“Behold what was once a man,” Frank Semyon (Vince Vaughn) utters in the second season premiere of HBO’s True Detective. The quote is taken from Rev. Walter Mitchell’s obscure 1868 work titled Bryan Maurice or The Seeker. The context of the words refer to the character Maurice, in a moment of self-examination and doubt, throwing his nerves, bones, and muscles onto a table to create something new – a Frankenstein of new belief and philosophy. In so many ways, this is exactly what creator Nic Pizzolatto is doing with this season of the show. Gone are Rusty and Marty, but a new trinity has arisen. Three cops, all dealing with loss and on the edge of despair, are brought together through death – the ultimate unifier.

This new story brings us a man named Casper that has literally went “ghost,” a cop with burns on his body who has been burned by injustice, and an underworld boss with a last name pronounced “simian.” It’s safe to say, there are a few metaphors at play. Perhaps, the most complex mystery unraveling thus far is the relationship between Ani or Antigone (Rachel McAdams), her sister Athena (Leven Rambin), and their father played by David Morse. Ani arrives at the Panticapaeum (named after the ancient Greecian city) Pain Institute to find her father lecturing and recalling anecdotes from Allen Ginsburg, chiefly, “God did not create a meaningless world but the world is meaningless. We must hold both things. This is how we must live in the final age of man.” Ani is concerned about her father’s willful ignorance regarding her sister’s lifestyle, which has deviated into becoming a cam sex worker. Morse is unmoved and somewhat coldly points out the totems near them, who watch over the departed spirits. In other words, it’s not his job.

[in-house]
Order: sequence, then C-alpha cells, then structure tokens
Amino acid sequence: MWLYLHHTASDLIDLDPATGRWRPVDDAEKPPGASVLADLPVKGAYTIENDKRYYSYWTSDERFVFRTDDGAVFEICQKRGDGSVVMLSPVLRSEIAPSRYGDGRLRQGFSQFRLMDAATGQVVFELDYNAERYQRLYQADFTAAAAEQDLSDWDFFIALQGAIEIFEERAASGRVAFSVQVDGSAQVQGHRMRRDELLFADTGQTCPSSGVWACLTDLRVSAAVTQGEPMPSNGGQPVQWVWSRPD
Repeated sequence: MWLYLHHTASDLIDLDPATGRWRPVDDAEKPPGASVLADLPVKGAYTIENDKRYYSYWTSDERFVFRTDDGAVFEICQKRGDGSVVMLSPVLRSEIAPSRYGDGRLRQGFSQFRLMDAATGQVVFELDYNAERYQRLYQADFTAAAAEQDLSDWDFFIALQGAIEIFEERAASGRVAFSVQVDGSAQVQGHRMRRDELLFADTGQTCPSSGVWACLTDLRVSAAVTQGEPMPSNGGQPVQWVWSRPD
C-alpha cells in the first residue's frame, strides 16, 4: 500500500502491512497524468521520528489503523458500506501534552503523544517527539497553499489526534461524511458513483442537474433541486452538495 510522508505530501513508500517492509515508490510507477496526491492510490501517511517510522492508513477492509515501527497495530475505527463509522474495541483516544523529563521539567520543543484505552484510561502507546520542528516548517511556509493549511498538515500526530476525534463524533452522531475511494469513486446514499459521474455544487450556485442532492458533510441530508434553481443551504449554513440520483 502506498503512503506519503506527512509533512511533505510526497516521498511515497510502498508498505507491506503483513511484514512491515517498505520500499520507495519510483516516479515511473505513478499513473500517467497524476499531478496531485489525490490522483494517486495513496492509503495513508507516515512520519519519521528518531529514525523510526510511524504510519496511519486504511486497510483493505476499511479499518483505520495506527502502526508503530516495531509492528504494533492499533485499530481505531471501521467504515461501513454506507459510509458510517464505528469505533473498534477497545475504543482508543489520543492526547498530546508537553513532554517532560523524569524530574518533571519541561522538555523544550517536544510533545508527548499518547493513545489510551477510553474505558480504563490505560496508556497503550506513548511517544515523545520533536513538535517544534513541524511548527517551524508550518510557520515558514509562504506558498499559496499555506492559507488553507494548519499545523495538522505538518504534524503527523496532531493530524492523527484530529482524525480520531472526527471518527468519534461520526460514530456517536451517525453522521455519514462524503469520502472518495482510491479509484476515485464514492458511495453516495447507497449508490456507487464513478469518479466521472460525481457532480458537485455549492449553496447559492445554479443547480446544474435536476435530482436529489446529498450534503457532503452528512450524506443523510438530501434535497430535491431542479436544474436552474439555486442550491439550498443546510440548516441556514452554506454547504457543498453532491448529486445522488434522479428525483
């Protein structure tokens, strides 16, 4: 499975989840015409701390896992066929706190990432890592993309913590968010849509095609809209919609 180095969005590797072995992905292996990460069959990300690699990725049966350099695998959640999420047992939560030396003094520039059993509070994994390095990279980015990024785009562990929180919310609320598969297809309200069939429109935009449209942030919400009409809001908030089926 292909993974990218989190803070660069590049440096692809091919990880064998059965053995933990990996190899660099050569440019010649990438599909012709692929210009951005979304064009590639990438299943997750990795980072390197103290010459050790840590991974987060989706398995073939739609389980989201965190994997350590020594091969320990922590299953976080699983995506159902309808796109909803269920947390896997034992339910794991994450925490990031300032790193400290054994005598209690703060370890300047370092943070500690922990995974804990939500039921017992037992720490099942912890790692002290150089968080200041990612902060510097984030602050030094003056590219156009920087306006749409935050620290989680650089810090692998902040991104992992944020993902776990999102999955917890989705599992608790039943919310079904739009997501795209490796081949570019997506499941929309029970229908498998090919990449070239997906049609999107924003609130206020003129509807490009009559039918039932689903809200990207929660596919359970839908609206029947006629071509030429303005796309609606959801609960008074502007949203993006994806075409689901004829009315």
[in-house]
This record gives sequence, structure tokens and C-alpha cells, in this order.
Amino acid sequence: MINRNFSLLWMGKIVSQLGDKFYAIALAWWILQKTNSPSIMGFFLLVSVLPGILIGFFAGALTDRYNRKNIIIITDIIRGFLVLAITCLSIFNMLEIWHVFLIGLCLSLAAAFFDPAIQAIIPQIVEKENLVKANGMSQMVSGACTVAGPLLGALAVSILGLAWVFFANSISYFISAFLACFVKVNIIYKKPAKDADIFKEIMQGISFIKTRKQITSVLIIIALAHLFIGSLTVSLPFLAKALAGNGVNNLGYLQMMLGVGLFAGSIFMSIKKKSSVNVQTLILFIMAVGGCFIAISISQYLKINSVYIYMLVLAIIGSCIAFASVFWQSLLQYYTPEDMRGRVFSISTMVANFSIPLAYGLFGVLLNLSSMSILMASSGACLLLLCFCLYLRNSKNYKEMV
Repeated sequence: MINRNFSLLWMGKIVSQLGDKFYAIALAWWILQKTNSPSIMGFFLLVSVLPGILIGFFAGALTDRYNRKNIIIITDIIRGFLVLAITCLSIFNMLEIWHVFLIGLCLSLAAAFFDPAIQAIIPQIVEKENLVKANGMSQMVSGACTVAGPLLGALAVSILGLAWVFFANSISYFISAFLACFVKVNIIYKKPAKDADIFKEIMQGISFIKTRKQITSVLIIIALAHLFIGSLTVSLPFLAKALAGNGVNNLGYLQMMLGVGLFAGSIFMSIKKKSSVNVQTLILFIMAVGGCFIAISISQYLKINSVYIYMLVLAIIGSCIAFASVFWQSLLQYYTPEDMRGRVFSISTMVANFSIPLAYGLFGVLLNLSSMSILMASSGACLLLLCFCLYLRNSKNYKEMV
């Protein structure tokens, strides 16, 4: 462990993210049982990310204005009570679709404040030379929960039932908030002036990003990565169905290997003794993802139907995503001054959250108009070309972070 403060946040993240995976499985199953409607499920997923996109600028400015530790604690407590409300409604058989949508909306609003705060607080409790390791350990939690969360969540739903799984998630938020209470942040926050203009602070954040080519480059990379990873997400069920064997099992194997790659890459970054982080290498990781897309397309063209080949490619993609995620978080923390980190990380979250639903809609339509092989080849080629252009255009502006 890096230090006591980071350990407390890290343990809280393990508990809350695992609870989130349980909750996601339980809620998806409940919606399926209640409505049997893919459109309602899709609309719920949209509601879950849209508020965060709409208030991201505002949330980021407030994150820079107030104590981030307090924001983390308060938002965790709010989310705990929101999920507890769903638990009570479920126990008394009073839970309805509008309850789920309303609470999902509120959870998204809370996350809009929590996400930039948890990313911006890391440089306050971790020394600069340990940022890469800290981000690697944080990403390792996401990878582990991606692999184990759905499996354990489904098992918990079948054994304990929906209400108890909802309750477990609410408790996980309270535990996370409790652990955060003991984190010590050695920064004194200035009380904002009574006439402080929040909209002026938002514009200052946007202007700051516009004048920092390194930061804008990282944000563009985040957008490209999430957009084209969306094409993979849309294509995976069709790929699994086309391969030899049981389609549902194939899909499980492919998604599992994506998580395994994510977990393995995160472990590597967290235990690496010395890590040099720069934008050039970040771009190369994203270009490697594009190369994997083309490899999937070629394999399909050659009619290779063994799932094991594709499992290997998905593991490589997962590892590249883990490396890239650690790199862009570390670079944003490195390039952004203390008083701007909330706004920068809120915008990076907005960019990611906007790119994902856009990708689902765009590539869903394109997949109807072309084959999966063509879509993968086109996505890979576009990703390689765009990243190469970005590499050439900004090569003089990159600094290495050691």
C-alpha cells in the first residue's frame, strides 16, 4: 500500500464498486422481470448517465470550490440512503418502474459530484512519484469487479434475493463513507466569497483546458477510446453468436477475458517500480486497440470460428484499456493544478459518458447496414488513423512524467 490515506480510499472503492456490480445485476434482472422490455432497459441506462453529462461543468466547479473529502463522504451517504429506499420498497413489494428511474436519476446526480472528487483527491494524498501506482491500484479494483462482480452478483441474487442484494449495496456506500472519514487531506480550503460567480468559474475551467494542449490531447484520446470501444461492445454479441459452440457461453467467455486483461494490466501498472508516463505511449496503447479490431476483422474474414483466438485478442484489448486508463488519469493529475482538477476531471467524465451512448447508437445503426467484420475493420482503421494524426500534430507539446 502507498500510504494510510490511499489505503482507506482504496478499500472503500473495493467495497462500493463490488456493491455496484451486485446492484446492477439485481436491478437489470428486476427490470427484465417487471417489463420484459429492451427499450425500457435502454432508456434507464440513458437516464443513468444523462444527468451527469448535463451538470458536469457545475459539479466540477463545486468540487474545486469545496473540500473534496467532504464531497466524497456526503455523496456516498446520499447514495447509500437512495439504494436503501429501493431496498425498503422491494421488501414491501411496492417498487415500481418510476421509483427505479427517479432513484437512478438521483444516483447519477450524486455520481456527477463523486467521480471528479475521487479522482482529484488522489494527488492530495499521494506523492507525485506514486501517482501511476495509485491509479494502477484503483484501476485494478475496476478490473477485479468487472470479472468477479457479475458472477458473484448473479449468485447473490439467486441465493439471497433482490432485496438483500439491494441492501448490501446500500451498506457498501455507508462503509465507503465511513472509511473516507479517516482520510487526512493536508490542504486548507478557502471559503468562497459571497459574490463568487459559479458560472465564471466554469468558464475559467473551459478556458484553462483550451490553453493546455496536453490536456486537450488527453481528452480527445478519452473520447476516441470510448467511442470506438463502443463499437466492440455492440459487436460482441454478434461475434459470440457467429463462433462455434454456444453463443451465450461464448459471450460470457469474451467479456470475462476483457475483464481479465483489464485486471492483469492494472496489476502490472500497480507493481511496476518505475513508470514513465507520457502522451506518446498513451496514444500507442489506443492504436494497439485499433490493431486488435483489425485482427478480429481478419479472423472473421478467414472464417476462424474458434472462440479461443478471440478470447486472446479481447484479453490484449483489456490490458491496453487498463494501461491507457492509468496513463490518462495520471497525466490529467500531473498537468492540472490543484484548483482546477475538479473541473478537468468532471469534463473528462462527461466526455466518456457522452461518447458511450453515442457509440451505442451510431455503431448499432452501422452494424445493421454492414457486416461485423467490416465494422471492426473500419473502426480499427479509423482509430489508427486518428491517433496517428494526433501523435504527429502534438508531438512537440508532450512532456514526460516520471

There’s a Theban play that centers on Antigone where she displays her heroism when she looks beyond the mortal world and acts without any regard for herself, honoring God and His higher justice. She is driven by her own ethics and a voracious appetite to do what is right. Interestingly, her deepest desire is to be like Athena. Her very name gives us further insight into who this character may become. Antigone can be translated a number of ways in Greek. Αντι means “against.” Γονη means “birth.” However, γονη in Indo-European cultures was used to mean “judgment” – giving Ani a name that could mean “against judgment.” This is especially interesting given that Ray (Collin Ferrell) informs us early on in the episode that he welcomes judgment. Further giving credence to Antigone being defined as “against judgment” is the fact that the character by the same name in the story of Oedipus, King of the Thebes, cares for her father without judgment after he kills his own father, marries his mother, and blinds himself. It shouldn’t be lost on us that when Casper is located at the end of the episode, his eyes have been burned out – certainly a nod to Oedipus.

Seemingly a play on The Tibetan Book of the Dead, the episode’s title, The Western Book of the Dead, is a reference to an actual book. Published as a complete work by InterVarsity Press in 1970, the book began as a series of articles published by an underground newspaper in the 1960s. Writer John Y. Crighton, crafted an unusual framework to explore the Western world’s “deteriorating understanding of its identity, significance, and future.” The book states that in the beginning there was nothing but that matter came out of nothing and matter was chaos. However, strangely and for no reason, inanimate matter begat organic matter, bringing complexity and order to the chaos. The story continues to document the rise and fall of humanity, ending with only tragedy and misery, and man ceasing to be man. But in a postscript, old rumors arise that man and his love might still exist somewhere, perhaps in another world. However, the rumors are suppressed whenever they are found. The Western Book of the Dead is a critique of humanity and western philosophy. It’s a warning shot. However, despite the bleakness in its pages, the book concludes with the faintest glimmer of illumination — much like the episode ends along California’s Highway 1, with a few red and blue lights, encircling death, piercing a sea of darkness.

True Detective can be seen on HBO, Sunday nights at 9 p.m. or on HBO GO and HBO NOW anytime. Follow John Bucher on Twitter @johnkbucher for more insights on this show and other pop culture events.